27. ^ Díaz, Rodrigo F.; Delfosse, Xavier; Hobson, Melissa J.; Boisse, Isabelle; Astudillo-Defru, Nicola; Bonfils, Xavier; Henry, Gregory W.; Arnold, Luc; Bouchy, François; Bourrier, Vincent; Brugger, Bastien; Dalal, Shweta; Deleuil, Magali; Demangeon, Olivier D. S.; Dolon, François; Dumusque, Xavier; Forveille, Thierry; Hara, Nathan C.; Hébrard, Guillaume; Kiefer, Flavien; Lopez, Théo; Mignon, Lucile; Moreau, François; Mousis, Olivier; Moutou, Claire; Pepe, Francesco; Perruchot, Sandrine; Richaud, Yoann; Santerne, Alexandre; Santos, Nuno C.; Sottile, Rico; Stalport, Manu; Ségransan, Damien; Udry, Stéphane; Unger, Nicolas; Wilson, Paul A. (15 February 2019). "The SOPHIE search for northern extrasolar planets. XIV. A temperate ($T_\mathrm{eq}\sim 300$ K) super-earth around the nearby star Gliese 411". Astronomy & Astrophysics. A17: 625. arXiv:1902.06004. doi:10.1051/0004-6361/201935019. S2CID 85529763.
  28. ^ Rosenthal, Lee J.; Fulton, Benjamin J.; Hirsch, Lea A.; Isaacson, Howard T.; Howard, Andrew W.; Dedrick, Cayla M.; Sherstyuk, Ilya A.; Blunt, Sarah C.; Petigura, Erik A.; Knutson, Heather A.; Behmard, Aida; Chontos, Ashley; Crepp, Justin R.; Crossfield, Ian J. M.; Dalba, Paul A.; Fischer, Debra A.; Henry, Gregory W.; Kane, Stephen R.; Kosiarek, Molly; Marcy, Geoffrey W.; Rubenzahl, Ryan A.; Weiss, Lauren M.; Wright, Jason T. (1 July 2021). "The California Legacy Survey. I. A Catalog of 178 Planets from Precision Radial Velocity Monitoring of 719 Nearby Stars over Three Decades" (PDF). The Astrophysical Journal Supplement Series. 255 (1): 8. arXiv:2105.11583. Bibcode:2021ApJS..255....8R. doi:10.3847/1538-4365/abe23c. S2CID 235186973.
  29. ^ Cantrell, Justin R.; et al. (October 2013), "The Solar Neighborhood XXIX: The Habitable Real Estate of Our Nearest Stellar Neighbors", The Astronomical Journal, 146 (4): 99, arXiv:1307.7038, Bibcode:2013AJ....146...99C, doi:10.1088/0004-6256/146/4/99, S2CID 44208180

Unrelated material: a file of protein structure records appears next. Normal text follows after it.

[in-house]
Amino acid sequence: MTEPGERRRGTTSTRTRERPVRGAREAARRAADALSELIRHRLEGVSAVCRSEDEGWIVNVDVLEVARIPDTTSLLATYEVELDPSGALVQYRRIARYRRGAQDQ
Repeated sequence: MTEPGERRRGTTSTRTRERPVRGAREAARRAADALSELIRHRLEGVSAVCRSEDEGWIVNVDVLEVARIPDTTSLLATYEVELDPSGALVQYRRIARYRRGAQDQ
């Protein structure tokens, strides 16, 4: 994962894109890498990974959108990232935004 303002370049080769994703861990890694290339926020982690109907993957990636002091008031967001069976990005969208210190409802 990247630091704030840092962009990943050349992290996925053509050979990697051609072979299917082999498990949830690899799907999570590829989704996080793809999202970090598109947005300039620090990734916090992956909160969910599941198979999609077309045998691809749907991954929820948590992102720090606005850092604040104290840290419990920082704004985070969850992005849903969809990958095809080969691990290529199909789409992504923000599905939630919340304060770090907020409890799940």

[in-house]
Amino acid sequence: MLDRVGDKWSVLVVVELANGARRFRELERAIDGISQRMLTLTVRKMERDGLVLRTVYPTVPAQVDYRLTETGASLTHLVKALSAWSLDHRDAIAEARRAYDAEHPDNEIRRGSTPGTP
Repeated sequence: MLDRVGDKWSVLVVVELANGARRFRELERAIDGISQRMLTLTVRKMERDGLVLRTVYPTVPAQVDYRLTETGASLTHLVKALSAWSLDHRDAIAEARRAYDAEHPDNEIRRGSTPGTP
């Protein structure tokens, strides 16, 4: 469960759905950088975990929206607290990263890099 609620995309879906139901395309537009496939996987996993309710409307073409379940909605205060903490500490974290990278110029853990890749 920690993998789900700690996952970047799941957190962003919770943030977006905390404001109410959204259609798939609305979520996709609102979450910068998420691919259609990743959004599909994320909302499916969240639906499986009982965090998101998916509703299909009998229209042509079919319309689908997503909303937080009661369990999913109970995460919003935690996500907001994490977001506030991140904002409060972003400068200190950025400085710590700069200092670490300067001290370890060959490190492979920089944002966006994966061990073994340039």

30. ^ van de Kamp, Peter (February 1945). "Stars Nearer than Five Parsecs". Publications of the Astronomical Society of the Pacific. 57 (334): 34–41 (34, 36, 39). Bibcode:1945PASP...57...34V. doi:10.1086/125679.
  31. ^ van de Kamp, P.; Lippincott, S. L. (April 1951). "Astrometric study of Lalande 21185". The Astronomical Journal. 56: 49–50. Bibcode:1951AJ.....56...49V. doi:10.1086/106503.
  32. ^ Lippincott, Sarah Lee (September 1960). "Astrometric analysis of Lalande 21185". Astronomical Journal. 65 (7): 445–448. Bibcode:1960AJ.....65..445L. doi:10.1086/108285.
  33. ^ Lippincott, Sarah Lee (August 1960). "The Unseen Companion of the Fourth Nearest Star, Lalande 21185". The Astronomical Journal. 65: 350. Bibcode:1960AJ.....65..349L. doi:10.1086/108260.
  34. ^ John L. Hershey (June 1973). "Astrometric analysis of the field of AC +65 6955 from plates taken with the Sproul 24-inch refractor". Astronomical Journal. 78 (5): 421–425. Bibcode:1973AJ.....78..421H. doi:10.1086/111436.
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  37. ^ John Wilford (1996-06-12). "Data Seem to Show a Solar System Nearly in the Neighborhood". The New York Times. p. 1. Retrieved 2009-05-29.
  38. ^ Gatewood; Stein, John; De Jonge, Joost K.; Persinger, Timothy; Reiland, Thomas; Stephenson, Bruce (September 1992). "Multichannel astrometric photometer and photographic astrometric studies in the regions of Lalande 21185, BD 56°2966, and HR 4784". The Astronomical Journal. 104 (3): 1237–1247. Bibcode:1992AJ....104.1237G. doi:10.1086/116313.
  39. ^ Henry; Baliunas, Sallie L.; Donahue, Robert A.; Fekel, Francis C.; Soon, Willie (March 1, 2000). "Photometric and Ca II H and K Spectroscopic Variations in Nearby Sun-like Stars with Planets. III" (PDF). The Astrophysical Journal. 531 (1): 415–437. Bibcode:2000ApJ...531..415H. doi:10.1086/308466. S2CID 17737644.
  40. ^ a b Marcy; Lindsay, Victoria; Wilson, Karen (June 1987). "Radial velocities of M dwarf stars". Publications of the Astronomical Society of the Pacific. 99: 490–496. Bibcode:1987PASP...99..490M. doi:10.1086/132010.


  1. ^ From knowing the absolute visual magnitude of Lalande 21185, , and the absolute visual magnitude of the Sun, = , the visual luminosity of Lalande 21185 can therefore be calculated: = 0.005495 Lv
  2. ^ Only AX Microscopii and Lacaille 9352, in the southern hemisphere, are brighter
  3. ^ which would be orbital radius if e was 0, that is, a circular orbit

External links[edit]